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The Consumer Graveyard: Touch of Yogurt Shampoo

touch-of-yogurt

Another entry in the category of major companies’ CPG gaffes is Clairol’s “Touch of Yogurt” shampoo. This shampoo came out in 1979, following the unsuccessful 1974 “Look of Buttermilk” shampoo.

Clairol apparently resisted the temptation to continue with “Scent of Kefir” or “Sound of Sour Cream.”

Yogurt was a trendy new food at the time, and cultured dairy foods were seen as healthful. Natural ingredients in personal care products were extremely popular; women whipped up hair treatments at home with avocado and eggs and often found it messy and smelly. Shampoos that could recreate the effect without the mess had an advantage. Shampoos of the ’70s contained beer, lemon, herbs, honey, and fruit, so why not yogurt?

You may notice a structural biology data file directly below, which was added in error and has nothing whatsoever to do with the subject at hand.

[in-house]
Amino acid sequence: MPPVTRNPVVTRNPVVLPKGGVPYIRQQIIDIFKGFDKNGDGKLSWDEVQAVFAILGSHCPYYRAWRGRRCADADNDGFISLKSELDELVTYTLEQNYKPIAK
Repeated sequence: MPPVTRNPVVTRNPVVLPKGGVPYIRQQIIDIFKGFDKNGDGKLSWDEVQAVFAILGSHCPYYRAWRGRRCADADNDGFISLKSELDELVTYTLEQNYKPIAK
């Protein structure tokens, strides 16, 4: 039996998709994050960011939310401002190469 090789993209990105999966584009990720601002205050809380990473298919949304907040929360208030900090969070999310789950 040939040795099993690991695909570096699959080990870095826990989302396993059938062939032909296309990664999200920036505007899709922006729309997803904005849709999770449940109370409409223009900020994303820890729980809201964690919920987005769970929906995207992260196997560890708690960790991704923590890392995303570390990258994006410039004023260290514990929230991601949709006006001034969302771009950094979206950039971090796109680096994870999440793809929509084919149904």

Probably because the name conjured up mess and smelliness. Soured milk in hair doesn’t have that much consumer appeal, as Clairol discovered — twice.

The takeaway: just because it’s trendy, that doesn’t mean it’ll work for your particular product. We wouldn’t want quinoa in our laundry detergent, either.

A new product gets tried out in the consumer’s mind before they take it off the shelf. You have to work with what’s already in people’s minds. A shampoo with “milk proteins” or “the freshness of dairy cream” might have fared better. In fact, there are currently successful shampoos with dairy ingredients. They just bring a different image to mind.